Sunday, August 12, 2012

Look On! Stray Dogs in wartorn Afghanistan

(Look On! takes occasional note of noteworthy productions)

In a previous post, I reviewed Buddha Collapsed Out of Shame (2007), directed by the young Irani filmmaker, Hana Makhmalbaf. She developed the film's script, about a young girl's attempts to go to school in Afghanistan, with her mother, Marzieh Meshkini (below right).
It is by coincidence that I selected to watch (as part of my ongoing research on human rights and film) the movie under review in this post, Stray Dogs (2004), on the same day as I watched Buddha – without knowing that the maker of Stray Dogs was Meshkini, mother of Makhmalbaf, the maker of Buddha.
Made three years prior to Buddha, Stray Dogs also focuses on the plight of children in post-Taliban Afghanistan. Indeed, it was the similarities in the movies that alerted me to a possible relationship:
► The cruelty of the young boys as they endeavour to burn a dog to death.
► The touching portrait of children, stoic and self-sufficient against the indifference of adults.
Stray Dogs tells the story of two children and the dog they rescue. Calling themselves 'night prisoners', the children visit their mother at night and sleep with her – in jail. The father of the children had fought against the Americans and been presumed dead for five years, in which time the mother remarried. The mother then found herself in prison for 'adultery'.
The father is also in prison, and is subsequently moved to Guantánamo Bay, leaving the children homeless.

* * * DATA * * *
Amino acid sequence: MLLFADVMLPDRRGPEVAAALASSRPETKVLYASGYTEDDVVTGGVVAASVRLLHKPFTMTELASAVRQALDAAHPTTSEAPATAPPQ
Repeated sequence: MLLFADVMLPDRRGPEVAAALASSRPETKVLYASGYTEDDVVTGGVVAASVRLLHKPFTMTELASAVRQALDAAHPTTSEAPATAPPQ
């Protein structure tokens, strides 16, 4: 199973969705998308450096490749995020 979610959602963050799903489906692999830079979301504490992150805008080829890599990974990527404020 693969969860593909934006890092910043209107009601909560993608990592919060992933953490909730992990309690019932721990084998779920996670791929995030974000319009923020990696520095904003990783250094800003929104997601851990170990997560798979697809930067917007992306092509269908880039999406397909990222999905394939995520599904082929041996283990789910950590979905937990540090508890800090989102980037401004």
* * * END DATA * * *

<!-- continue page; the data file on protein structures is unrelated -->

One evening, a new guard informs them that the rules have changed and they can no longer sleep in the prison. The children therefore decide to steal something, so that they can sleep in prison with their mother...
When asked why she made a movie about Afghanistan, Meshkini stated:
I was born in Iran, but the entire world is my home. I have learnt that filmmaking is a way of alleviating the sufferings of human beings. Just as we have doctors without frontiers, we also have artists without frontiers. My compassion is aroused whenever there is suffering. Saadi, one of the greatest Persian poets, has a poem which expresses the same sentiment and has been posted on the United Nations’ portal:
Human beings are members of one another.
As they have been created from one essence.
When one member suffers pain.
The other members become restless.
You don’t deserve to be called a human being
If you are indifferent to other people’s woes.

Food for thought.

(Cross-posted at Human Rights Film Diary blog)

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